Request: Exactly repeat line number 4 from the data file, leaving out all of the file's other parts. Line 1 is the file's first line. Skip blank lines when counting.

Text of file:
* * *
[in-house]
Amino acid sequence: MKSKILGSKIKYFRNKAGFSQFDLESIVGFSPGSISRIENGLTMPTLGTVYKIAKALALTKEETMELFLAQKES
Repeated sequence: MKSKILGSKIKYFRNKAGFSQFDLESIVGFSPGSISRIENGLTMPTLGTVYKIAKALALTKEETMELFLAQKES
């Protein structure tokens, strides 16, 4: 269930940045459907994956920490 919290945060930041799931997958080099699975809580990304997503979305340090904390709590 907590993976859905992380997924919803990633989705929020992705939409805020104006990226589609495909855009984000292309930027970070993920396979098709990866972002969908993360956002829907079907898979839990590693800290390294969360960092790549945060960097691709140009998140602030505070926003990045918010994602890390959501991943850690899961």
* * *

């Protein structure tokens, strides 16, 4: 269930940045459907994956920490 919290945060930041799931997958080099699975809580990304997503979305340090904390709590 907590993976859905992380997924919803990633989705929020992705939409805020104006990226589609495909855009984000292309930027970070993920396979098709990866972002969908993360956002829907079907898979839990590693800290390294969360960092790549945060960097691709140009998140602030505070926003990045918010994602890390959501991943850690899961």